Mounting the wheels with a Stan’s NoTubes kit for the first time was not easy. To mount a set of Schwalbe's Supergravity tires, which are a joy to mount on many rims, we could not get them to seat for the first time without a compressor - even with the use of Schwalbe’s mounting fluid. Once there was some dried latex inside the rim from a previous tire, though, they were fine, seating with nothing more than a track pump.On the Trail
Riding a set of ultra-lightweight, ultra-stiff rims on your bicycle is a joyous experience. While some may dispute the benefits, Mavic, for example, maintain that ultra-stiff rims are not a good thing, we would be inclined to disagree. From the first time you head out your door and start pedaling, the bike just feels faster and more nimble. Even rolling up the road to a trailhead is easier, the loss of the rotational mass from the rim will be immediately noticeable to riders of all levels. When you reach technical terrain, that added nimbleness makes it easier to move and place the bicycle exactly where you want it, when you want it. The whole bike feels more direct and precise.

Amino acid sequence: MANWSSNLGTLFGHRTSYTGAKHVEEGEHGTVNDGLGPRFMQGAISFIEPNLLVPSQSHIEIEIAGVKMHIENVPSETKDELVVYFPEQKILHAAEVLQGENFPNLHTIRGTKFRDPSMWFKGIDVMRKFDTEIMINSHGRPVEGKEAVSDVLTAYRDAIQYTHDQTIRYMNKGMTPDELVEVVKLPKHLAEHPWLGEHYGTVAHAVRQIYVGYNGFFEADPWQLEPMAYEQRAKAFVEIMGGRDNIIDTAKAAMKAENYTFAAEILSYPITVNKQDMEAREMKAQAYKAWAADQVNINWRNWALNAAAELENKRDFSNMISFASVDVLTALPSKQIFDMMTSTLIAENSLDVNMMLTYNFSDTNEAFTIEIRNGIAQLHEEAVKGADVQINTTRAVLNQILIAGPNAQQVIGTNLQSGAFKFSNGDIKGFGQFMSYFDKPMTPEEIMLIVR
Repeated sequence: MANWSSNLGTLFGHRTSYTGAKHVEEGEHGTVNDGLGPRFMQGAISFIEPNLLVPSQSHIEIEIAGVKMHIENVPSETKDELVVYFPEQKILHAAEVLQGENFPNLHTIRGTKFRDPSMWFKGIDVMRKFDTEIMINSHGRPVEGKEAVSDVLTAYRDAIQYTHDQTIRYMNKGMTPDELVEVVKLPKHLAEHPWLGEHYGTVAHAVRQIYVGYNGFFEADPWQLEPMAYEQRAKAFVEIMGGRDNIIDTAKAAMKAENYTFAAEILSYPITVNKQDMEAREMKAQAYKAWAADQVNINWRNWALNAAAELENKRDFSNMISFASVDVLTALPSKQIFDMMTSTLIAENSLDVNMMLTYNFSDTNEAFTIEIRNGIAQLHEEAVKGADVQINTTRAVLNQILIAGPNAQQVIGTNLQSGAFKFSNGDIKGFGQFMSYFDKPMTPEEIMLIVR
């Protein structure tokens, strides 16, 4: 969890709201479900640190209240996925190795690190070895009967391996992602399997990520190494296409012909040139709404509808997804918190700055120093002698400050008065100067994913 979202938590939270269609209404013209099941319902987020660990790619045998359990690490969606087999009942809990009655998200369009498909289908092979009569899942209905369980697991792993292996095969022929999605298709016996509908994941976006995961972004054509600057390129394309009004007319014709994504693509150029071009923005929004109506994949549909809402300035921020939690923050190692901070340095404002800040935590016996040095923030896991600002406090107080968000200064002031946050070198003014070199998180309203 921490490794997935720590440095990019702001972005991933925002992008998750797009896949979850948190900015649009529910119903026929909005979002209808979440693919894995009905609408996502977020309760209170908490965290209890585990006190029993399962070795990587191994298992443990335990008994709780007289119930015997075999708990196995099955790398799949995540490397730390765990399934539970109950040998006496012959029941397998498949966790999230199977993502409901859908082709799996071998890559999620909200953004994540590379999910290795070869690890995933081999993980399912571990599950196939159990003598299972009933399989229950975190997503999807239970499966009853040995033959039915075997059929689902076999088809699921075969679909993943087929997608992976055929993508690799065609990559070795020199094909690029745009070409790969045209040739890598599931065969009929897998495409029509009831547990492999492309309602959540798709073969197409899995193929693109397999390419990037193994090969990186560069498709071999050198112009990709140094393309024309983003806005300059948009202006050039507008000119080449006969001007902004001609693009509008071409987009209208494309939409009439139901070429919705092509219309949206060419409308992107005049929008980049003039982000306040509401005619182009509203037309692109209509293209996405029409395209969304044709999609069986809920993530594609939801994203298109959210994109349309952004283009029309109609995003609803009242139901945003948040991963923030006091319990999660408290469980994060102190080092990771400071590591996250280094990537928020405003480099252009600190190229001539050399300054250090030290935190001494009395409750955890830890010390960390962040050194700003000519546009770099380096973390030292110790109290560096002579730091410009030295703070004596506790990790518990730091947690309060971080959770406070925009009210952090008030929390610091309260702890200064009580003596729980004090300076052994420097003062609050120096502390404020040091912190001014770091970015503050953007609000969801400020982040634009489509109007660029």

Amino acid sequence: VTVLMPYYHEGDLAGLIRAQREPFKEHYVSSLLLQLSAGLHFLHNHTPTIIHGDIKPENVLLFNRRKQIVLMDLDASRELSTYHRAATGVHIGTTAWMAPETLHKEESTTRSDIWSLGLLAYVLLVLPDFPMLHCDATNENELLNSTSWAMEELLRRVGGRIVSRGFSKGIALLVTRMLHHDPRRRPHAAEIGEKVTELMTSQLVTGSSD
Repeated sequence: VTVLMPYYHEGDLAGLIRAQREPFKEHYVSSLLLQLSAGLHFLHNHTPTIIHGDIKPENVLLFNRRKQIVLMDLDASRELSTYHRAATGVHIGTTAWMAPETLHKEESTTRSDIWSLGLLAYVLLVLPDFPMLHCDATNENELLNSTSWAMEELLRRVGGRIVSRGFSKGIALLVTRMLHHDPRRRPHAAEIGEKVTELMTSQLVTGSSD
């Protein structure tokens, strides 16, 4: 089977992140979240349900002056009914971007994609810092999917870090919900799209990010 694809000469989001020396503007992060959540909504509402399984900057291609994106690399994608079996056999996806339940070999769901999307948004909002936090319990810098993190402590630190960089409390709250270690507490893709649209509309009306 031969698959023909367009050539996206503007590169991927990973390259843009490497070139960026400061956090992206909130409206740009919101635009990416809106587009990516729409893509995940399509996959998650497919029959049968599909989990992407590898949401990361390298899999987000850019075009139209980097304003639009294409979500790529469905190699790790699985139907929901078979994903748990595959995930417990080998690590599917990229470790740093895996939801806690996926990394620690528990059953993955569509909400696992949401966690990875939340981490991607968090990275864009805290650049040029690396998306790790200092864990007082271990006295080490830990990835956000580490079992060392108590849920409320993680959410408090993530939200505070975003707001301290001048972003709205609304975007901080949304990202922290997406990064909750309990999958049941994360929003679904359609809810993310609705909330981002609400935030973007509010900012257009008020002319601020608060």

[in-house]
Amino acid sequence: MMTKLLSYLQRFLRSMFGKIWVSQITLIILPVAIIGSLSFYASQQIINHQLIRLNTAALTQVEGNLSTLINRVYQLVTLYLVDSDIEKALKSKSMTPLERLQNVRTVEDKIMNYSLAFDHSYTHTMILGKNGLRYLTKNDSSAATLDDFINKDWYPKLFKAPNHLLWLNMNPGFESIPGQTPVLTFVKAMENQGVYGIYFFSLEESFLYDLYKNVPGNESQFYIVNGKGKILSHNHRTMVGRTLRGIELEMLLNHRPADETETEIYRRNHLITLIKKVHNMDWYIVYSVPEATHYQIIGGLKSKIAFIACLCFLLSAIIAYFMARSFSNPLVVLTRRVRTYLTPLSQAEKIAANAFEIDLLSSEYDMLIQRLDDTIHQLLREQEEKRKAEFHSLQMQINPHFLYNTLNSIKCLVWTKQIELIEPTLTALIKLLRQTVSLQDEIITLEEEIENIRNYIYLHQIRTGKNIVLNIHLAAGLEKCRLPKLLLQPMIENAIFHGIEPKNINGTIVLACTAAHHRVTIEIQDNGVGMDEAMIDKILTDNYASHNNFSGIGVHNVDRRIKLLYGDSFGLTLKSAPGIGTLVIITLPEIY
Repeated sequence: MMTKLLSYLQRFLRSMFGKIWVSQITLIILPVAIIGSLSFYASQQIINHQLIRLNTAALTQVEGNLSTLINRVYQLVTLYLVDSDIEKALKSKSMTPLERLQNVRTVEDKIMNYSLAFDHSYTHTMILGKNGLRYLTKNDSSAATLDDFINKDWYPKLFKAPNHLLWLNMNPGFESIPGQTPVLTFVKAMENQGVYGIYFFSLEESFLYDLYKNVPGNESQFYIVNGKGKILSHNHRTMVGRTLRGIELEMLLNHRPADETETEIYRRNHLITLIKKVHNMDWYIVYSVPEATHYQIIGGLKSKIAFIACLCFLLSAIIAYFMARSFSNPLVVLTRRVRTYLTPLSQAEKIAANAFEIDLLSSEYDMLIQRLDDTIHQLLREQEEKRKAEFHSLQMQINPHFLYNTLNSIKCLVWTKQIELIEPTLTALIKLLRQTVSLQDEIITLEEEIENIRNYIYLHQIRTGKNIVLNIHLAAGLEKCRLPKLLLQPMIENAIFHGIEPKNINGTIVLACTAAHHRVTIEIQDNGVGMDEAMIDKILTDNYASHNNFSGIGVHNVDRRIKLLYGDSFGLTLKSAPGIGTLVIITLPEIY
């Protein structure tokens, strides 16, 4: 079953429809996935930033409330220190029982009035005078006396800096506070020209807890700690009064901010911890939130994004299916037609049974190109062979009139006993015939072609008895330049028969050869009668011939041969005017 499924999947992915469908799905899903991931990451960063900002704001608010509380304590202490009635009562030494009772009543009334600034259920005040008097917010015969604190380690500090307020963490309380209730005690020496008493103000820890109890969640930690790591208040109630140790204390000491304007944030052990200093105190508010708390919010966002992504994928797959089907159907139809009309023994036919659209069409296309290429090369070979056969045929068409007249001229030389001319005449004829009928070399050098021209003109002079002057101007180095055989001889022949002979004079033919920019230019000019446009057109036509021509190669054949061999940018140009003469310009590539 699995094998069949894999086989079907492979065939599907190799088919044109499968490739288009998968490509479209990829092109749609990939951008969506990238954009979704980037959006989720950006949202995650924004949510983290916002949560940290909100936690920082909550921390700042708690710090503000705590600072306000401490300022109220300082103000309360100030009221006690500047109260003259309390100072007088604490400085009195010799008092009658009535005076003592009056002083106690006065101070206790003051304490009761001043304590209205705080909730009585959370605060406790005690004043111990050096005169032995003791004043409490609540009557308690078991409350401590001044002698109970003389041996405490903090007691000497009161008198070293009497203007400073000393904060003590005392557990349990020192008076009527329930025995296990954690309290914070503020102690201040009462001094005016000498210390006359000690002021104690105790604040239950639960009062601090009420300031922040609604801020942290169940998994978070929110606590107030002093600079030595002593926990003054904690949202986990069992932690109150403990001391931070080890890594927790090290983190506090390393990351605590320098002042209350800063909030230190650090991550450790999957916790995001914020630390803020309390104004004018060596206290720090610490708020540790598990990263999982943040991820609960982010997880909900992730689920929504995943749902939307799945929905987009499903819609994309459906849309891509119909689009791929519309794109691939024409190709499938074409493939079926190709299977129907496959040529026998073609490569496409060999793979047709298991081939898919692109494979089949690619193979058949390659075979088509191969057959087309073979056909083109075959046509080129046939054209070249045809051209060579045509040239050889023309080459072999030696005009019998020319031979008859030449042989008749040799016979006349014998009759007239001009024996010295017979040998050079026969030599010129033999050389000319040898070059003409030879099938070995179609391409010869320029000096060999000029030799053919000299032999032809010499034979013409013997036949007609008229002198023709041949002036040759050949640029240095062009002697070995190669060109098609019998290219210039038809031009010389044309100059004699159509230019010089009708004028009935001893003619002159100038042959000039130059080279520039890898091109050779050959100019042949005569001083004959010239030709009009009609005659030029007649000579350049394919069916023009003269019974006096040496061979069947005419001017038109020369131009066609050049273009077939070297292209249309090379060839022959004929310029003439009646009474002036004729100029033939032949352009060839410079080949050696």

While you shouldn't use EXC 1550s for downhill, that doesn't mean you need to be too gentle with them either.
The EXC 1550s are very much a finesse tool though. Their benefits come in handling and speed - if you are an aggressive rider who tends to smash through lines, and consequently rims, then you will smash through these too. DT make it clear on their website that they consider their carbon rims to be slightly more delicate than their aluminium equivalents, dropping their rating from general freeride use, to light freeride, and not making them available in with the DH-specific 150/12mm rear-axle option. With the tubeless setup, the EXC1550 didn't like being bludgeoned into rocks and roots too much either. We needed to keep an eye on our air pressure, as they had a tendency to lose air if we deflected the casings hard enough.Pinkbike's Take:
| Carbon wheels like the EXC 1550s are never going to be a logical purchase. Even DT Swiss admits that their new aluminium Spline ONE wheelsets are about half the price and are a far more sensible option. The fact these wheels aren't approved for tubeless use also counts against them too. We doubt many people will have the stomach to void the warranty on set of wheels this expensive. Yet, chances are, if you're in the market for carbon wheels, you're not looking for the sensible option - you'll want something special and you're not scared of putting good money down for it. If that sounds like you, then these expensive, impractical wheels that help your bike dance on the trail might just be the ticket. - Matt Wragg|